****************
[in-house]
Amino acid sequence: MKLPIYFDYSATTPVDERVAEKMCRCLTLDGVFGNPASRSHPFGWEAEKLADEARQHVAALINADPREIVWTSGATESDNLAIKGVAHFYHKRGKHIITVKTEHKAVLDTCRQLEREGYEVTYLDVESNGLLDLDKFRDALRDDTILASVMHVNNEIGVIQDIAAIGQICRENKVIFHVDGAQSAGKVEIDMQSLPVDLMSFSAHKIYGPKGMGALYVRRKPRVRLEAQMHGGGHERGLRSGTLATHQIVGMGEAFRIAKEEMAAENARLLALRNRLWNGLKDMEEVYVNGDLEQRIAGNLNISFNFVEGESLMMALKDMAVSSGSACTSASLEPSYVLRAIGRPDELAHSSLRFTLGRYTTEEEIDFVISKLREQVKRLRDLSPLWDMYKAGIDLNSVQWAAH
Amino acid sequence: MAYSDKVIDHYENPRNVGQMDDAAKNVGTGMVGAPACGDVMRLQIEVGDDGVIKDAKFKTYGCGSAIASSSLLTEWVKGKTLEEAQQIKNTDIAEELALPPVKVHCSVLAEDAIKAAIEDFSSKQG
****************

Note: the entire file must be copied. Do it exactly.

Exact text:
[in-house]
Amino acid sequence: MKLPIYFDYSATTPVDERVAEKMCRCLTLDGVFGNPASRSHPFGWEAEKLADEARQHVAALINADPREIVWTSGATESDNLAIKGVAHFYHKRGKHIITVKTEHKAVLDTCRQLEREGYEVTYLDVESNGLLDLDKFRDALRDDTILASVMHVNNEIGVIQDIAAIGQICRENKVIFHVDGAQSAGKVEIDMQSLPVDLMSFSAHKIYGPKGMGALYVRRKPRVRLEAQMHGGGHERGLRSGTLATHQIVGMGEAFRIAKEEMAAENARLLALRNRLWNGLKDMEEVYVNGDLEQRIAGNLNISFNFVEGESLMMALKDMAVSSGSACTSASLEPSYVLRAIGRPDELAHSSLRFTLGRYTTEEEIDFVISKLREQVKRLRDLSPLWDMYKAGIDLNSVQWAAH
Amino acid sequence: MAYSDKVIDHYENPRNVGQMDDAAKNVGTGMVGAPACGDVMRLQIEVGDDGVIKDAKFKTYGCGSAIASSSLLTEWVKGKTLEEAQQIKNTDIAEELALPPVKVHCSVLAEDAIKAAIEDFSSKQG